Faithless (1932) Blu-ray Review: Tallulah Bankhead Makes It Worth Watching

The story goes that as a teenager Tallulah Bankhead won a contest in the Picture Post magazine which sent her to New York City and gave her a minor role in a play. That was enough to set her sights on an acting career. She quickly moved to the famed Algonquin Hotel and became a part of the storied Algonquin Round Table. Her father warned her to stay away from boys and alcohol to which she later quipped, “He didn’t say anything about women and cocaine.”

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She found great success in the theater and tried her hand a few times making movies in Hollywood. She made good money there and found plenty of work, and some success, but she didn’t like the tedium of making movies or the Hollywood scene (though she did once remark that the only reason she took a role in Devil and the Deep was to “to fuck that divine Gary Cooper.”) In 1933, she returned to Broadway and remained a theatrical actress for most of her career. She only returned to Hollywood in 1944 to star in Alfred Hitchcock’s Lifeboat, the biggest and most successful film of her career.

Her name is something that became familiar to me as I became more and more of a classic movie fan. Fans tend to speak of her in breathless terms. Yet before this film, I’d only seen two other of her movies (the aforementioned Lifeboat and The Cheat). I’d never bothered to wonder why until now. Turns out after giving Hollywood a try in the 1930s, she disappeared back into the stage for nearly a decade, before Hitchcock called her back out. Looking her up for this review, I’ve learned what a fascinating person she was, and now I’m even more intrigued to watch her work.

Faithless isn’t a great film, but Bankhead is great in it. Made in 1932, it is one of those Hollywood dramas where they tried to make some sense of the Great Depression but wind up not knowing what to do about it. I get that. People all over the country were suffering and movies (when they could afford them) were a great way to forget about your troubles, at least for a little while. But there must have been a pull at the time to try to make some films about what was happening in the country. But if you make the film too depressing, too real, then nobody wants to see it. They’ve suffered enough. Make it too glib and that rubs everybody the wrong way. We’ve seen a little of that lately with the pandemic. Shows like Staged found an amusing way to deal with lockdowns whereas that celebrity sing-along to “Imagine” led by Gal Gadot was just awful.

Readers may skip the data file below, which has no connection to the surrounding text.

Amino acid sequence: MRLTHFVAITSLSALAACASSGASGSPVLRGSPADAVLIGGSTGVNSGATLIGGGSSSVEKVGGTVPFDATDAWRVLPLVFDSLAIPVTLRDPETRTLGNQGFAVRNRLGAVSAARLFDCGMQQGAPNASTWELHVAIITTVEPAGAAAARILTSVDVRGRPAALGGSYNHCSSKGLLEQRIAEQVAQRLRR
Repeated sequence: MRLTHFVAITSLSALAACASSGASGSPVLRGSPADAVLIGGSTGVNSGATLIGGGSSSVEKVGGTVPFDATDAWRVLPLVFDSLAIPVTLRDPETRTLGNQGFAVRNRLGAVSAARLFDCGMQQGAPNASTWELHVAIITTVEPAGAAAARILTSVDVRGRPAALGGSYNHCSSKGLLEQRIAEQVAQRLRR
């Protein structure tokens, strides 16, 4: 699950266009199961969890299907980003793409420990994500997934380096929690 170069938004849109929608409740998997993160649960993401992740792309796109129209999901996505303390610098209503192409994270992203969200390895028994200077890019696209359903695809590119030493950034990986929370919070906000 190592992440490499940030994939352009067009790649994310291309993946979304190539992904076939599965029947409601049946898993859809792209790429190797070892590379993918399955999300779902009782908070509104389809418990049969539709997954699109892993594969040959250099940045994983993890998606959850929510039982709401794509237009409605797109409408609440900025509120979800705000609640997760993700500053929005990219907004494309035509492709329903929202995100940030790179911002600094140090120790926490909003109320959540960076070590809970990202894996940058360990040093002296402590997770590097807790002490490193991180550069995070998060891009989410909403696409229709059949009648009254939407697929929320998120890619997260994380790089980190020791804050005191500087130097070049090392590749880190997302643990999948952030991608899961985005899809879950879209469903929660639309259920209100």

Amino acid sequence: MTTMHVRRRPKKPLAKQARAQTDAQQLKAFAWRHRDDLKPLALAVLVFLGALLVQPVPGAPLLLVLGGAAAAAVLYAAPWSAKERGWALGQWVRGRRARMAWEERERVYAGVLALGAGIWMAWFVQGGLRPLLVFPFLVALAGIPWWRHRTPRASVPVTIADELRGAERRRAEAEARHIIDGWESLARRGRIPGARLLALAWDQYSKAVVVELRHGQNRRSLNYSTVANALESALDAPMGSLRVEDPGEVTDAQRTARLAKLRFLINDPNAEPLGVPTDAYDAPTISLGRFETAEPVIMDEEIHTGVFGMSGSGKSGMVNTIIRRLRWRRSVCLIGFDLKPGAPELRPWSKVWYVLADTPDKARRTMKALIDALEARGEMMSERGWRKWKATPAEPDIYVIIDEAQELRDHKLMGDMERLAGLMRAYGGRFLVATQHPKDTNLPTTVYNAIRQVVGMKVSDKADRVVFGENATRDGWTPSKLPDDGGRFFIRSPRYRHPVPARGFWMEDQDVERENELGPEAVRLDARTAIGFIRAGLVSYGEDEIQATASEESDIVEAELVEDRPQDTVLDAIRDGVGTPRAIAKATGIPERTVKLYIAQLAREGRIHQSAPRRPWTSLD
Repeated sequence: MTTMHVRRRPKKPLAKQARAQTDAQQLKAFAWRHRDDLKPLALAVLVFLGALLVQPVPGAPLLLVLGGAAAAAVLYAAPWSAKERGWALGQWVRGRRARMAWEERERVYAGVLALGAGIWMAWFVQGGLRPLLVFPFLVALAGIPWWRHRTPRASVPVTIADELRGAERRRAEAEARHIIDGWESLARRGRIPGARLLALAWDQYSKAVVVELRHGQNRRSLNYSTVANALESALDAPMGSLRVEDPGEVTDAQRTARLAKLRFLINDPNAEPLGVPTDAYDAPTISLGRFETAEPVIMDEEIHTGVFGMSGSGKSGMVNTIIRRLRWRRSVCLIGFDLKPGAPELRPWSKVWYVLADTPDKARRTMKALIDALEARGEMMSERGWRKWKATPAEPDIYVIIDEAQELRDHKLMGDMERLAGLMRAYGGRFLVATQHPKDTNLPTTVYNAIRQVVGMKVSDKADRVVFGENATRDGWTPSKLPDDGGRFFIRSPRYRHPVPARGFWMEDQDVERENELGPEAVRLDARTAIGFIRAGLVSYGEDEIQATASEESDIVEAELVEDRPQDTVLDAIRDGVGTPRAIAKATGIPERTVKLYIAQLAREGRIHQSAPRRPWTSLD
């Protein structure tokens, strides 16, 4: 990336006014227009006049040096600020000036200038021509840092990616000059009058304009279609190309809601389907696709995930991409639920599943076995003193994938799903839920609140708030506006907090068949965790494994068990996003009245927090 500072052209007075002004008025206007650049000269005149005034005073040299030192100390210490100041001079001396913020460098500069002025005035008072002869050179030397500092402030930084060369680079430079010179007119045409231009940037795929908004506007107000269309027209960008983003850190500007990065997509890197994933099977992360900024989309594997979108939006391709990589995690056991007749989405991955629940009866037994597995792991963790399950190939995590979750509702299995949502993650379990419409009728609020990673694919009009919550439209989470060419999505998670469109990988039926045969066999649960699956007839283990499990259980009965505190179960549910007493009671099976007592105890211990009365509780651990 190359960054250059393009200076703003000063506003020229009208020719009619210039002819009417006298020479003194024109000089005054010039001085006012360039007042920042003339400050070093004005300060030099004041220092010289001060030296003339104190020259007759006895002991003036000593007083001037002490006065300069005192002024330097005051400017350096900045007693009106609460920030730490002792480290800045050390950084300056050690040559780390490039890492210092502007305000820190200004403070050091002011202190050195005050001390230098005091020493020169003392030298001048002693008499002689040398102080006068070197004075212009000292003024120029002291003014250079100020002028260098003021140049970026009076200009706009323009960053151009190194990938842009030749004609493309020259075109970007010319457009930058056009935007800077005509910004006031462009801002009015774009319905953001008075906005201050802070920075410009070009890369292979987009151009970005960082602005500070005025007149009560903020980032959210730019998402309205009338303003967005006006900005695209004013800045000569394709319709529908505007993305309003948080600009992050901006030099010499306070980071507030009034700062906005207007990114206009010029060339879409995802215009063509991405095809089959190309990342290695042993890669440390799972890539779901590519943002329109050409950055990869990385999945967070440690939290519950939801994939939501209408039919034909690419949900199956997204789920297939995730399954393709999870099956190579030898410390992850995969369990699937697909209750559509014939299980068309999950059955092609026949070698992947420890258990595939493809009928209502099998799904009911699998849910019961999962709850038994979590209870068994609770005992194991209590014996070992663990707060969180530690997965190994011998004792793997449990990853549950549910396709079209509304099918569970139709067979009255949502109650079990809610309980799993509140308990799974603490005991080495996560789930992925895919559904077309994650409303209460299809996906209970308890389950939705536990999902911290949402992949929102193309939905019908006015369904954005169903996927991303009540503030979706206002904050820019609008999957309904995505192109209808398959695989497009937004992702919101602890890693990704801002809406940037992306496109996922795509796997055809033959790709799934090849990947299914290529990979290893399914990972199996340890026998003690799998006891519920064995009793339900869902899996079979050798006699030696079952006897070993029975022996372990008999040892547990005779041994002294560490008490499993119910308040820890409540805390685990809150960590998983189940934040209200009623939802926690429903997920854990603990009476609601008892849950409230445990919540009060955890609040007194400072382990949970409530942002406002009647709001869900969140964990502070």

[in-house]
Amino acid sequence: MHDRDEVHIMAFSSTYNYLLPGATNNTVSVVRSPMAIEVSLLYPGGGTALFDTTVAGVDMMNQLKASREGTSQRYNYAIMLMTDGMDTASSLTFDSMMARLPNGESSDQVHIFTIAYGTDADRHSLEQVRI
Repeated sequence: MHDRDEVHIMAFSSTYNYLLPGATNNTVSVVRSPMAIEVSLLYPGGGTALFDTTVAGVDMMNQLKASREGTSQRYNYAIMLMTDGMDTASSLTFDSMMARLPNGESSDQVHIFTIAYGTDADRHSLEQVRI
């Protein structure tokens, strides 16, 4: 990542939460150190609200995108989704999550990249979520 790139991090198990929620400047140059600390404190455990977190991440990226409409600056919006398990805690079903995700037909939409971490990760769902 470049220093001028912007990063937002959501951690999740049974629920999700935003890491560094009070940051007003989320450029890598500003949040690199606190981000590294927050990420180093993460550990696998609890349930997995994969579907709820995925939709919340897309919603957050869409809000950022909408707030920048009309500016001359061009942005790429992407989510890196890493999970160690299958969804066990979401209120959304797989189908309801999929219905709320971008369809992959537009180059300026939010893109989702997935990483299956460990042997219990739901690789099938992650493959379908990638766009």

Here, Bankhead stars as Carol Morgan, a spoiled New York socialite engaged to advertising man Bill Wade (Robert Montgomery). They get into a row because he wants her to live off of his (relatively modest but still quite handsome) salary. She’s having none of it and they split. The early problem with this film is that this argument comes so early that we’ve hardly seen anything of him and what we’ve seen of her isn’t pretty. We’ve just heard her on the telephone with her financial advisers, and she tells them to stop giving money to a charity that helps women stay off the streets and out of prostitution because they deserve to be there anyway. Something that doesn’t warm us to her, and foreshadows things to come. His argument essentially robs her of any autonomy, forcing her into a lifestyle she doesn’t want.

Before you know it, she’s lost all her money (it is the Depression, after all) and she’s forced to scramble. She uses her celebrity name as a socialite to stay with a wealthy woman in Florida and borrows off of as many friends as she can before she’s found out. Then she becomes the mistress of a rich, brutish man who keeps her well-styled but paws at her all the time. She runs into Bill during this period and embarrassed as to what she’s become, she quits the rich jerk and tries to make it on her own, eventually finding herself on the street, selling herself.

Throughout all of this, she keeps running into Bill and for most of it, she keeps finding ways to not wind up with him. Only when she’s plummeting towards the bottom does she accept his love for what it is and find happiness. Well, even that takes some time as he gets injured forcing her into prostitution to pay for the doctor’s bills.

If I sound like I’ve given the entire story away, I guess I have, but that much is given away on the back of the Blu-ray jacket. But there are a lot of details and developments I’ve left out. Honestly, it is all a bit much. No doubt any number of rich socialites found themselves in similar situations during the Depression, but Faithless never makes us truly feel the horror of that fall. It does make us feel more of it, and is way franker about where she winds up than any film would be able to do just a few years later when the Production Code was strictly enforced, but it still feels a little glossed over. It is a message picture and the message is rather muddled.

But Tallulah Bankhead makes it all worth the watching. She makes the “spoiled rich girl” scenes sparkle with an energy that makes you forgive her for being awful. When she falls low, there remains an energy forcing her to survive. Montgomery is a bit dull as Bill and neither of them gives the relationship the sizzle that it needs. But, my God, is Bankhead brilliant.

Warner Archive presents Faithless with a new 1080p transfer from preservation elements and it looks quite good. Extras include three shorts from the archive. Rambling ‘Round Radio Row #1B is from a long-running musical variety show that essentially makes narrative excuses for various people to sing some songs. The Trans-Atlantic Mystery and The Symphonic Murder Mystery are pretty fun little murder mysteries that run about 20 minutes each.

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Mat Brewster

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